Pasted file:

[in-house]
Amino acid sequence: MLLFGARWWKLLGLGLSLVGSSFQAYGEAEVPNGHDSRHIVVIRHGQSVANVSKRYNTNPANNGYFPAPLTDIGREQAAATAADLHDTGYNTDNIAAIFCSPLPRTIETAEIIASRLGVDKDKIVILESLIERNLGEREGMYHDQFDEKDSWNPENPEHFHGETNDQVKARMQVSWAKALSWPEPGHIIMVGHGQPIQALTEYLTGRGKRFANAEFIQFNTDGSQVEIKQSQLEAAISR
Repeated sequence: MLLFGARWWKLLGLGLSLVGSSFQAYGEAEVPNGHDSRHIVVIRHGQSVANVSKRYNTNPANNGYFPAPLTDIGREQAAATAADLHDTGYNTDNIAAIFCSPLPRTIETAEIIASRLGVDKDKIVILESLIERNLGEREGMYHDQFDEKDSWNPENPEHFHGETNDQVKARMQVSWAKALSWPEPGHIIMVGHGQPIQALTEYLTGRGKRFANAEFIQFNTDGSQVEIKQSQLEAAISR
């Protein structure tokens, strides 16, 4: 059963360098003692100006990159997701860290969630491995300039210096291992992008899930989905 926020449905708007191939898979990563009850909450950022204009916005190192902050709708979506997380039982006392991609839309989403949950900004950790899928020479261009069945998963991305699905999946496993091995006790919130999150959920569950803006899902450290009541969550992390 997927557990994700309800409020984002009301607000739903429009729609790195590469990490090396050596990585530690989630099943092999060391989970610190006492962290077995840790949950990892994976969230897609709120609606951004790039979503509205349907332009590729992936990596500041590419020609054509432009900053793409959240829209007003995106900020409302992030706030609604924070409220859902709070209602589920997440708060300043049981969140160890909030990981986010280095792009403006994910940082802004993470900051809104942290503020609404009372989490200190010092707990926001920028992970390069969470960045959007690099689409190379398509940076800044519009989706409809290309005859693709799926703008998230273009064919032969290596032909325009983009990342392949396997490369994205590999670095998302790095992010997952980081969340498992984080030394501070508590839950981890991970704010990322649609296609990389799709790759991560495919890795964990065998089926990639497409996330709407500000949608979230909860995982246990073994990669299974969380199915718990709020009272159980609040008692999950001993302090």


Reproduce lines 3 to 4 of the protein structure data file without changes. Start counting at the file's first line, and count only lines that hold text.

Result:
Repeated sequence: MLLFGARWWKLLGLGLSLVGSSFQAYGEAEVPNGHDSRHIVVIRHGQSVANVSKRYNTNPANNGYFPAPLTDIGREQAAATAADLHDTGYNTDNIAAIFCSPLPRTIETAEIIASRLGVDKDKIVILESLIERNLGEREGMYHDQFDEKDSWNPENPEHFHGETNDQVKARMQVSWAKALSWPEPGHIIMVGHGQPIQALTEYLTGRGKRFANAEFIQFNTDGSQVEIKQSQLEAAISR
């Protein structure tokens, strides 16, 4: 059963360098003692100006990159997701860290969630491995300039210096291992992008899930989905 926020449905708007191939898979990563009850909450950022204009916005190192902050709708979506997380039982006392991609839309989403949950900004950790899928020479261009069945998963991305699905999946496993091995006790919130999150959920569950803006899902450290009541969550992390 997927557990994700309800409020984002009301607000739903429009729609790195590469990490090396050596990585530690989630099943092999060391989970610190006492962290077995840790949950990892994976969230897609709120609606951004790039979503509205349907332009590729992936990596500041590419020609054509432009900053793409959240829209007003995106900020409302992030706030609604924070409220859902709070209602589920997440708060300043049981969140160890909030990981986010280095792009403006994910940082802004993470900051809104942290503020609404009372989490200190010092707990926001920028992970390069969470960045959007690099689409190379398509940076800044519009989706409809290309005859693709799926703008998230273009064919032969290596032909325009983009990342392949396997490369994205590999670095998302790095992010997952980081969340498992984080030394501070508590839950981890991970704010990322649609296609990389799709790759991560495919890795964990065998089926990639497409996330709407500000949608979230909860995982246990073994990669299974969380199915718990709020009272159980609040008692999950001993302090």